JPMorgan Chase (JPM) provides banking services and financial and investment products. Based in New York, the company was founded in 1968.
For Q4 2021, JPMorgan’s revenue rose a modest 1% year-over-year to $30.3 billion and surpassed the consensus estimate of $29.9 billion. It posted EPS of $3.33, which declined from $3.79 in the same quarter the previous year but still beat the consensus estimate of $3.01.
JPMorgan stock currently offers a dividend yield of 2.5%, compared to the sector average of 1.68%.
JPMorgan continues to seek new ways to expand its business. As part of an expansion of its payment solutions business, the company has agreed to acquire an approximate 49% stake in Viva Wallet. Greece-based Viva Wallet offers a cloud-based payments platform for merchants in Europe.
The Viva deal follows JPMorgan’s announcement of a plan to acquire a controlling stake of about 75% in automaker Volkswagen’s (VWAGY) payments unit. It expects the Volkswagen deal to extend the reach of its payments business into the auto industry.
With this in mind, we used TipRanks to take a look at the risk factors for JPMorgan.
According to the new TipRanks Risk Factors tool, JPMorgan’s top risk category is Finance and Corporate, with 17 out of the total 47 risks identified for the stock. Macro and Political and Legal and Regulatory are the next two major risk categories with 12 and 11 risks, respectively.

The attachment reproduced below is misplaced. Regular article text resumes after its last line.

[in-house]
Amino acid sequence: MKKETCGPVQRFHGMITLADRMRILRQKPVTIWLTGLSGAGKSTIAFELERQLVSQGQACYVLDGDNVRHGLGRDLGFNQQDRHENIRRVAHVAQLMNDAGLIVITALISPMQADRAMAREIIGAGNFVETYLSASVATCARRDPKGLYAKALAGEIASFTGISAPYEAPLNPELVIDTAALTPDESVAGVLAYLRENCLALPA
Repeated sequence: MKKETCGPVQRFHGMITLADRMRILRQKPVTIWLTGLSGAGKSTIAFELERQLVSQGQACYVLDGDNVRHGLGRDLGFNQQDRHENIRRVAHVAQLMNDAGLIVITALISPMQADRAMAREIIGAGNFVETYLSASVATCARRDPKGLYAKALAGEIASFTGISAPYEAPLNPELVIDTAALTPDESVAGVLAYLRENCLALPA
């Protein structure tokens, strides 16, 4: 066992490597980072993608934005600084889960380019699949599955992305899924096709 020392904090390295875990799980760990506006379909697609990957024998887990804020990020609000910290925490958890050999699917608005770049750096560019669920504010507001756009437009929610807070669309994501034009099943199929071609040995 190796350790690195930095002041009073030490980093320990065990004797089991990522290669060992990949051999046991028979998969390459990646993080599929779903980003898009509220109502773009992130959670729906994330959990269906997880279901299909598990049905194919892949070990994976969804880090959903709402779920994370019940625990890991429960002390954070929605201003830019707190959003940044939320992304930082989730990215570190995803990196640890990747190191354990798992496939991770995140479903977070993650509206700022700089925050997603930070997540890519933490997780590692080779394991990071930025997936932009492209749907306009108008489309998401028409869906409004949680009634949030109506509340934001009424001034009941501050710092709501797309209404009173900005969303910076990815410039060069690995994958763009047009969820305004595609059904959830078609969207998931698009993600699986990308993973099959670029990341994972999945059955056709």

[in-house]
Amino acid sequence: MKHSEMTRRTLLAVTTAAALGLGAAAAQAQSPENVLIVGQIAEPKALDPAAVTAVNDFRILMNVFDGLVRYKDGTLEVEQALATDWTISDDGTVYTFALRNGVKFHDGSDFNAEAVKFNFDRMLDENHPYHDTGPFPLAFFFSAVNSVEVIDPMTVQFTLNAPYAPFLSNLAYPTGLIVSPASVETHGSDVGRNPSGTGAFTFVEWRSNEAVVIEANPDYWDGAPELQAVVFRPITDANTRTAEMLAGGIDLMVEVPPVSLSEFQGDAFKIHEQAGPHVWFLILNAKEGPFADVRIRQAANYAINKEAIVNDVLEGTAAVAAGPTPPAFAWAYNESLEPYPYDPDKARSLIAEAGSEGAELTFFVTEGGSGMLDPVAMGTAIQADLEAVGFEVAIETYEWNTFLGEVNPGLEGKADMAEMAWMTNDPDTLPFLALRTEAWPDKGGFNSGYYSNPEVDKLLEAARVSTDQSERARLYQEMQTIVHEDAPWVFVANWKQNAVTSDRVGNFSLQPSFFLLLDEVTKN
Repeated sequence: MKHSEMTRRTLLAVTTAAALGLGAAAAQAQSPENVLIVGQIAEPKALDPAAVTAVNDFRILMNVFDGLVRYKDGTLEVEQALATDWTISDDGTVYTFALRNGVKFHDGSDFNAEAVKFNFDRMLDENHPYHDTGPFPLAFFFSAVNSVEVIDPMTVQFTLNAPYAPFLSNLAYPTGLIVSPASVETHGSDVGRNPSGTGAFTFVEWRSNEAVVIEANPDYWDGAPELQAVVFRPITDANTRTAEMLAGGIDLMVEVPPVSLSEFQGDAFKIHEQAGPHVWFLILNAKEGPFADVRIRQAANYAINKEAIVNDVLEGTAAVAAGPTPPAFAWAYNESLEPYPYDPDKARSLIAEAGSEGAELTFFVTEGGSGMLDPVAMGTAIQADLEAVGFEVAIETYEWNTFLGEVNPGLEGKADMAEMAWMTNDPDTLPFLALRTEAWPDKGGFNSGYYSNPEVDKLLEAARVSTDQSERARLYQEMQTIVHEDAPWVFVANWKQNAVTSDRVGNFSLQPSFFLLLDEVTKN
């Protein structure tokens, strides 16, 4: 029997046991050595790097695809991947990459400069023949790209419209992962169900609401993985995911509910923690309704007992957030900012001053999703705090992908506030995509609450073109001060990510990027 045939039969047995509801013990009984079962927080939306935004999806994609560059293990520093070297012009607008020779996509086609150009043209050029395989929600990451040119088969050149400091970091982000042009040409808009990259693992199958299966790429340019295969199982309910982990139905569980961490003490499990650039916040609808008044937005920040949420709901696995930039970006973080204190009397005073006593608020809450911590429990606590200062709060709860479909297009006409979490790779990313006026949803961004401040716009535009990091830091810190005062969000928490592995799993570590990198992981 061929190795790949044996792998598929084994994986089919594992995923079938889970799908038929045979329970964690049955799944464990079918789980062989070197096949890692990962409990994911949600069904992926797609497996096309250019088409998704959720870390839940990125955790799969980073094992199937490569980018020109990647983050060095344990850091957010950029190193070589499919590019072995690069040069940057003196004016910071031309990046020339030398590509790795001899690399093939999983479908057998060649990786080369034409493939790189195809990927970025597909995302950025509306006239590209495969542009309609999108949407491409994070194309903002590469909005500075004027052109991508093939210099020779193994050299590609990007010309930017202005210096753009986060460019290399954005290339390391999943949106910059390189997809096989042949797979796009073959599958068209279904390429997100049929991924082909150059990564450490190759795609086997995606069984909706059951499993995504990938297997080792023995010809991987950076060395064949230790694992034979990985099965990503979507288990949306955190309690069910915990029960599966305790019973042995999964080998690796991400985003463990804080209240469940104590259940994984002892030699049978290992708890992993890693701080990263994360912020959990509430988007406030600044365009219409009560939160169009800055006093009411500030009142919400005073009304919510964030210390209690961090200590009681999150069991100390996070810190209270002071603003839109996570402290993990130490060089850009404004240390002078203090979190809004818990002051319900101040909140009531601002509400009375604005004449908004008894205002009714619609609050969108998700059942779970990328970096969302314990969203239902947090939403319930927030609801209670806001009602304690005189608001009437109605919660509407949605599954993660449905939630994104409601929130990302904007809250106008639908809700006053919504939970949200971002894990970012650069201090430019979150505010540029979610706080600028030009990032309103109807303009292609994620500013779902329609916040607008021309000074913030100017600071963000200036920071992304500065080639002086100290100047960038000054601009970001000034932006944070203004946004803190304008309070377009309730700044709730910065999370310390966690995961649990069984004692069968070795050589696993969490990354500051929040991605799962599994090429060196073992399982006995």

In an updated Macro and Political risk factor, JPMorgan discusses the potential adverse effects on its business stemming from the COVID-19 pandemic. It explains that the adverse economic impact of the pandemic has resulted in reduced demand for some of its products, leading to lower revenue.
It further cautions that an outbreak of additional variants of COVID-19 could further disrupt its business and harm its financial condition. For example, JPMorgan mentions that it could be forced to halt certain actions if a significant portion of its workforce gets sick with the disease and are unable to work.
Additionally, JPMorgan cautions that its participation in government programs related to supporting individuals and businesses economically impacted by the COVID-19 pandemic could expose it to criticism and damage its reputation. Further, participation in such programs could expose the company to increased regulatory scrutiny and lawsuits, which could, in turn, increase its legal and compliance costs.
JPMorgan’s stock has gained about 15% over the past 12 months.
RBC Capital analyst Gerard Cassidy recently reiterated a Buy rating on JPMorgan stock with a price target of $175, which implies 17.69% upside potential.
Consensus among analysts is a Moderate Buy based on 9 Buys, 8 Holds, and 1 Sell. The average JPMorgan Chase price target of $176.33 implies 18.59% upside potential to current levels.
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